cover from losses and provide optimized caching in the cloud and
   rendering as close as possible to the user at the network edge.

3.1.  XR Network Requirements

   To deliver the XR experience, there is a need to achieve complete 6
   degrees of freedom meaning the 3 axes for body movement (x,y,z) plus
   pitch, yaw, rotation of the head all of which must be fulfilled in
   real time.  Low delay, low loss and low delay variation are needed to
   avoid sea sickness symptoms if the image does not follow the movement
   [CABLE].

   But this is not the only difficulty, as there is also the need to
   provide real-time interactivity for immersive sports, mobile
   immersive applications with tactile and time-sensitive data and high
   bandwidth for high resolution images.  Since XR deals with personal
   information and potentially protected content (in entertainment and
   gaming) XR must also provide a secure environment and ensure user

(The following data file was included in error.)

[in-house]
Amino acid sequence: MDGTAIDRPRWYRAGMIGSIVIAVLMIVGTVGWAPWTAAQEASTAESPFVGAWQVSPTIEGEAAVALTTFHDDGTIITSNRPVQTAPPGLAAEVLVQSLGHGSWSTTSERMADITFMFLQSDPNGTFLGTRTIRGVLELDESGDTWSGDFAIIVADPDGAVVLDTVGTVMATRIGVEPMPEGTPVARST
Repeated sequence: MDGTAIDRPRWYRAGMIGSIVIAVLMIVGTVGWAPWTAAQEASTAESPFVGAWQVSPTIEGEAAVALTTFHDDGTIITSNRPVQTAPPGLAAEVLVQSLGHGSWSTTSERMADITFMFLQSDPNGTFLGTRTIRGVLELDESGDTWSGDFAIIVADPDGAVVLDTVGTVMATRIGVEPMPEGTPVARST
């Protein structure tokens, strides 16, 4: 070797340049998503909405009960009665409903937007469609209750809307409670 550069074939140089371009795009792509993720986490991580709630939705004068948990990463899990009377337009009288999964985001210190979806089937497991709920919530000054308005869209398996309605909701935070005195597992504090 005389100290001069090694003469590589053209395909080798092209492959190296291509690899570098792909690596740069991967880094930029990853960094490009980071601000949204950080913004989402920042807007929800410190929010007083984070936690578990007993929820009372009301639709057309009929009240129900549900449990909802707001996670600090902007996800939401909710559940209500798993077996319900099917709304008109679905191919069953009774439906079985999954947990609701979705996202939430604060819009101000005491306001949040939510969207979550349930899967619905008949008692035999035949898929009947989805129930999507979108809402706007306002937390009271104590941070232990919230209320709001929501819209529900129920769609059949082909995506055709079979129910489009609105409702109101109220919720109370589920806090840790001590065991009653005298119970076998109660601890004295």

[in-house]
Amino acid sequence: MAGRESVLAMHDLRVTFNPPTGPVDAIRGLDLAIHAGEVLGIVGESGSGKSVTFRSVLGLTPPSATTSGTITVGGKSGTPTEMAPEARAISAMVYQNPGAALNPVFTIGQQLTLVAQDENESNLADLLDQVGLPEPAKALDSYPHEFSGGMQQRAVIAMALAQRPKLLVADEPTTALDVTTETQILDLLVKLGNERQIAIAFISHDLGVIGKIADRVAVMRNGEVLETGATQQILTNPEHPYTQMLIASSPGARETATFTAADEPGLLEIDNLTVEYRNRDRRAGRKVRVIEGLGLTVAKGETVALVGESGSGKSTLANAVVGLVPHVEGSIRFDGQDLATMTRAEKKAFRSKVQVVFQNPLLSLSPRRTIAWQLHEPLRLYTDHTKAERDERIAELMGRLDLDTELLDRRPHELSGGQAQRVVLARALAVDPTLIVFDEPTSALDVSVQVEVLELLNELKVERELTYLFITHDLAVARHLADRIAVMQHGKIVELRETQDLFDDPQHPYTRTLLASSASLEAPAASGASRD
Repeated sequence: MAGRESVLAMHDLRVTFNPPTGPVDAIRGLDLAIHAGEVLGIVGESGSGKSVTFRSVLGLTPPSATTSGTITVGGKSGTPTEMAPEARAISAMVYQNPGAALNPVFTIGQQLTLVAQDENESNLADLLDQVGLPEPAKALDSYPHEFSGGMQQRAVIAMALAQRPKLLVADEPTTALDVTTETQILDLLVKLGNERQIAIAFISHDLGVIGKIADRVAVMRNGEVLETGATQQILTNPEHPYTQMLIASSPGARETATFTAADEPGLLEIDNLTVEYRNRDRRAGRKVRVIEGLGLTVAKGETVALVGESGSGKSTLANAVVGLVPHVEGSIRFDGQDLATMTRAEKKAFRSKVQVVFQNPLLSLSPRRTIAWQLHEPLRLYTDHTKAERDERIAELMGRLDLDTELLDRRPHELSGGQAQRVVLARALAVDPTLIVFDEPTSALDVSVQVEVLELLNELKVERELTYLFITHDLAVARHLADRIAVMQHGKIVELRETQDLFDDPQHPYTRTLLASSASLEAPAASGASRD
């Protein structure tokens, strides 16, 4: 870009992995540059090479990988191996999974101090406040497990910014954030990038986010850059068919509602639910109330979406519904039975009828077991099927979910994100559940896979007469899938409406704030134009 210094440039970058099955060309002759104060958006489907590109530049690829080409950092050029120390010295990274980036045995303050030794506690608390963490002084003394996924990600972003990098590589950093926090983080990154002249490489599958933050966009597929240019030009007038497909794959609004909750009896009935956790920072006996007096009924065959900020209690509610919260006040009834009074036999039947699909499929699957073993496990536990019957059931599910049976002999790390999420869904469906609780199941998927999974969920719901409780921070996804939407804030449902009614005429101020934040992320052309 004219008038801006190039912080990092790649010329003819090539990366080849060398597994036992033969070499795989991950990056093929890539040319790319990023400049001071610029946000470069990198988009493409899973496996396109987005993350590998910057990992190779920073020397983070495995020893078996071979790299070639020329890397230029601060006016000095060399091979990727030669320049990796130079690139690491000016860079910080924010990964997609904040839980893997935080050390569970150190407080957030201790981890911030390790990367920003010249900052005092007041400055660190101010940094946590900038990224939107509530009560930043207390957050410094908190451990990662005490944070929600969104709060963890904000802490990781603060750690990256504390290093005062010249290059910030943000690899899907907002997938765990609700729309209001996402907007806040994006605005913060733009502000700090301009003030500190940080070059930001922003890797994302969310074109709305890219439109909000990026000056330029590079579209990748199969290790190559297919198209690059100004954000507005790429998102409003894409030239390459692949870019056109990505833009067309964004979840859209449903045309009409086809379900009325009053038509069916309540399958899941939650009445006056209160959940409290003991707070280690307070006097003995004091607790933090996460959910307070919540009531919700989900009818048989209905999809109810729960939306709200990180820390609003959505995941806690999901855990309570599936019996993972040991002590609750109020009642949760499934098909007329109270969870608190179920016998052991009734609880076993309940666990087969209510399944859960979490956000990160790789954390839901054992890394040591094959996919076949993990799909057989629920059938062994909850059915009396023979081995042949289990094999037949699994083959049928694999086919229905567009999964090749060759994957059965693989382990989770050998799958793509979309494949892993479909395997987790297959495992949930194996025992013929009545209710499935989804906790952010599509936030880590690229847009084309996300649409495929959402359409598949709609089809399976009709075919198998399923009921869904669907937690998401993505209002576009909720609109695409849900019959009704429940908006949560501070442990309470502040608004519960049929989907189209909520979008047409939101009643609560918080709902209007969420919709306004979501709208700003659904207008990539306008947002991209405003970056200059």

privacy.  And of course, the sheer amount data needed for and
   generated by the XR applications will use recent trend analysis and
   mechanisms, including machine learning to find these trends and
   reduce the size of the data sets [INTER].

   Shared and global immersive experiences require interconnected,
   distributed and federated XR nodes.  The requirements can be
   summarized as:

      - Allow joint collaboration in VR.

      - Provide multi-view AR.

      - Add extra streams (IoT) to AR and VR experiences across data
      intensive services, manufacturing and industrial processes.

      - Provide "Social Television" experiences and global viewing and
      experience rooms.

      - Enable multistream, multidevice, multidestination applications.





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      - Use new Internet Architectures at the edge for improved
      performance.

      - Integrate with holography, 3D displays and image processing
      systems [CABLE].

3.2.  In-Network Computing Advantages in XR

   One aspect of the push of XR to the edge is of course to provide
   cloud-based services with much lower latency.  While this is very
   promising the question of the localization of the networking
   resources in order to provide the service becomes an essential
   component of the overall architecture.  But it is not only finding